|Flying high: Heather Blitz and Paragon are England-bound. Photo by Jennifer Bryant.|
Heather and Paragon, who finished sixth in the Olympic selection trials last weekend at the 2012 US Equestrian Federation Dressage Festival of Champions, actually finished one place too low to earn the invitation to be the traveling reserve. But as I explained in yesterday's blog post, invitations are extended in ranked order--and the fifth-placing pair, Todd Flettrich and Cherry Knoll Farm's Otto, declined the invitation.
Otto, a sixteen-year-old Danish Warmblood gelding who with Todd represented the US at the 2010 Alltech FEI World Equestrian Games, instead is to be retired.
Otto has traveled across the pond many times, and the rider and owner preferred not to subject the horse to yet another trip with relatively little chance of actually competing. I suspect they believe that Otto probably doesn't have another WEG or Olympics in him, so it's better, kinder, and more dignified to retire him now. I'm sure it was a difficult decision to make, but Todd and Cherry Knoll Farm owner Margaret Duprey are to be commended for doing right by this wonderful horse.
In contrast, Paragon is a Grand Prix greenie: This is his very first season at the level--which makes his accomplishments all the more remarkable and a testament to owner Heather Blitz's training.
Theirs is a wonderful story: Heather was present when Paragon was foaled, and she has been the sole owner and trainer of the now nine-year-old Danish Warmblood gelding. Paragon is a rangy and leggy drink of water, just like his rider, with wonderfully expressive movement and a unique swanlike neck.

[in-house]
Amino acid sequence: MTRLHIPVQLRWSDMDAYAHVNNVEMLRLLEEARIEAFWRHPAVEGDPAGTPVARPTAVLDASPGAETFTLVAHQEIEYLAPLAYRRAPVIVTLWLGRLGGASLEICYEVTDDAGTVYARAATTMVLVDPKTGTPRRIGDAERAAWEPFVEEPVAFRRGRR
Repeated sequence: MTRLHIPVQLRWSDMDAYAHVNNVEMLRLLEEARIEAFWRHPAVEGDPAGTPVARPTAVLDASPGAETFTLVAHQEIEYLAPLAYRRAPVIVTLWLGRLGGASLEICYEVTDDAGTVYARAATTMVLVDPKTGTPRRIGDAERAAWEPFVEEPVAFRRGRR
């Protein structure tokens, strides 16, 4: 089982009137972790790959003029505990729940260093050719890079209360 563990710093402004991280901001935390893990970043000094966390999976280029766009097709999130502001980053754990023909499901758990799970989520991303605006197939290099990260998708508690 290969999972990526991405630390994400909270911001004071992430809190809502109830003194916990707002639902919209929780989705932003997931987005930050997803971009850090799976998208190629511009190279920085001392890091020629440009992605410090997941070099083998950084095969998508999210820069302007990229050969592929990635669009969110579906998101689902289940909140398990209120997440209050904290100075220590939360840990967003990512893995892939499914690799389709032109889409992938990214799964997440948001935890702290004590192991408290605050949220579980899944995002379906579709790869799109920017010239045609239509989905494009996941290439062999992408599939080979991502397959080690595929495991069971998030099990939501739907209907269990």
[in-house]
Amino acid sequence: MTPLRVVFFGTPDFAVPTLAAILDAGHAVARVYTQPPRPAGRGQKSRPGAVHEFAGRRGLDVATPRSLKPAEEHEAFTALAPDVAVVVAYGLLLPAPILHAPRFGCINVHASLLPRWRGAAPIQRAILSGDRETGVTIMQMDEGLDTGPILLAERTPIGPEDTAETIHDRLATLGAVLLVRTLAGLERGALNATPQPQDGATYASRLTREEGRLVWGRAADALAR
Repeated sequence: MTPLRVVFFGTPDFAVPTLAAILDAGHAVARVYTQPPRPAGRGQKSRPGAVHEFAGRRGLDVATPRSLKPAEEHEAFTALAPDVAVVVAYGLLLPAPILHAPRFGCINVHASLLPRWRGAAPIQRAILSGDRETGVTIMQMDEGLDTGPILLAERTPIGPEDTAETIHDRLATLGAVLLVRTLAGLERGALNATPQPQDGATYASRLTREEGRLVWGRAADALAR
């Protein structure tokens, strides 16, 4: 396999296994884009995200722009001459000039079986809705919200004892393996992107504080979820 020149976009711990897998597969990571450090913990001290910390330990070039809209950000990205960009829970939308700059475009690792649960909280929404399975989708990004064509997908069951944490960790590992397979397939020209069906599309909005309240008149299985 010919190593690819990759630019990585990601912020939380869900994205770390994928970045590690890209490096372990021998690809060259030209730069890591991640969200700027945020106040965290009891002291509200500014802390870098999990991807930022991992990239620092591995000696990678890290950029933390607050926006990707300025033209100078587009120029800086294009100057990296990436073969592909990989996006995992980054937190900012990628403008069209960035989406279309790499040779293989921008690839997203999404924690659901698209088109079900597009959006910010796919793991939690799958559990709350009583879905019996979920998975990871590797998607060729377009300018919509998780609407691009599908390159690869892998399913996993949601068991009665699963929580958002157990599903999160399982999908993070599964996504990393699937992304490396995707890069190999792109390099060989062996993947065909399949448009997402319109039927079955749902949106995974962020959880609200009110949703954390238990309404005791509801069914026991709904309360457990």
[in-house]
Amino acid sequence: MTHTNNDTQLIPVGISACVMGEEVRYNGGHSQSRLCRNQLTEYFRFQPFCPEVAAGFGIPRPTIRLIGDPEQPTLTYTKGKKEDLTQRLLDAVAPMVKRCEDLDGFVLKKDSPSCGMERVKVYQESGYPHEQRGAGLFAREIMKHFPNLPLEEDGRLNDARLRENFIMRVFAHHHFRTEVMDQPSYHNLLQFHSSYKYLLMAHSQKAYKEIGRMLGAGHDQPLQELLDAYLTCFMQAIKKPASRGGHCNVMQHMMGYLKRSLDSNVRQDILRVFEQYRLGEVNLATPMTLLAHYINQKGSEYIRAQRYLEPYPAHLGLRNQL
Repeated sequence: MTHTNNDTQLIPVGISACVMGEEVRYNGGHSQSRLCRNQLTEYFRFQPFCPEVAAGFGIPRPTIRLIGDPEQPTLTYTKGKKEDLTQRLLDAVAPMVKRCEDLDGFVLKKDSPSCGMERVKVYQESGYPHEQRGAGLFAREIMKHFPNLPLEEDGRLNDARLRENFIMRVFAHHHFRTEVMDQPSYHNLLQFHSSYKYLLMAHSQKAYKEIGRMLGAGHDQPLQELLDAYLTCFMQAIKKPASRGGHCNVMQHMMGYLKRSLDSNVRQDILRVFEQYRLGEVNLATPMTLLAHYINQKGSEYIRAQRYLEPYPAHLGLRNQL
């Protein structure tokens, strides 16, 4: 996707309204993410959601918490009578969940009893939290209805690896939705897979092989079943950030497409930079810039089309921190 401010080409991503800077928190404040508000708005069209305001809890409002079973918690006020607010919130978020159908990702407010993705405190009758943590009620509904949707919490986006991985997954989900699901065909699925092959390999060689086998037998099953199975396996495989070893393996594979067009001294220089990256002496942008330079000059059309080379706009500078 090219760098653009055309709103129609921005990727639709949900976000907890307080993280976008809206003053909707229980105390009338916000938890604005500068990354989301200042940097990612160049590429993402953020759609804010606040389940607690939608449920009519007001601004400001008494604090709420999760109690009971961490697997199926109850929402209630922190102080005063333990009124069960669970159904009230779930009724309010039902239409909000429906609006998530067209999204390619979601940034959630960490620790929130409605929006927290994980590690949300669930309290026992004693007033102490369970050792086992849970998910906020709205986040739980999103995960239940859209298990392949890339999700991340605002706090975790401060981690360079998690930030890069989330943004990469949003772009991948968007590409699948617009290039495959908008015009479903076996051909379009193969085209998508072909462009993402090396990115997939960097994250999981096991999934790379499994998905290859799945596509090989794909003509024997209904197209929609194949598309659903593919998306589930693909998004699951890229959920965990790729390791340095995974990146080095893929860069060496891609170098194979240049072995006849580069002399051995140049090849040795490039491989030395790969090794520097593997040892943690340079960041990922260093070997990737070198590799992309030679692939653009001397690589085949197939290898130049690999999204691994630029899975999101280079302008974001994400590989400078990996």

Even though Paragon won't compete in the Olympics unless misfortune befalls another pair, he and Heather will gain tremendous experience during their time in England.
Paragon will ship over with Ravel, Calecto V, Rafalca, Wizard, and Legolas on July 9, according to USEF national dressage technical advisor and high-performance coach Anne Gribbons. Stabled at a private facility about 90 minutes outside London, the horses will pick up their training on July 13. The following weekend, the American horses will get a tune-up--and some welcome foreign exposure--at a dressage competition at Hickstead, England.
On July 28, the final four--three team horses and an individual competitor--will ship to the Olympic competition venue in London.
So we bid "happy trails" to Otto, and then we look to the future. The Olympic machine is cranked up, with exciting happenings taking place almost daily. Tomorrow, it's hello Ravel! as The Big Horse arrives in Gladstone, NJ, from his home in California.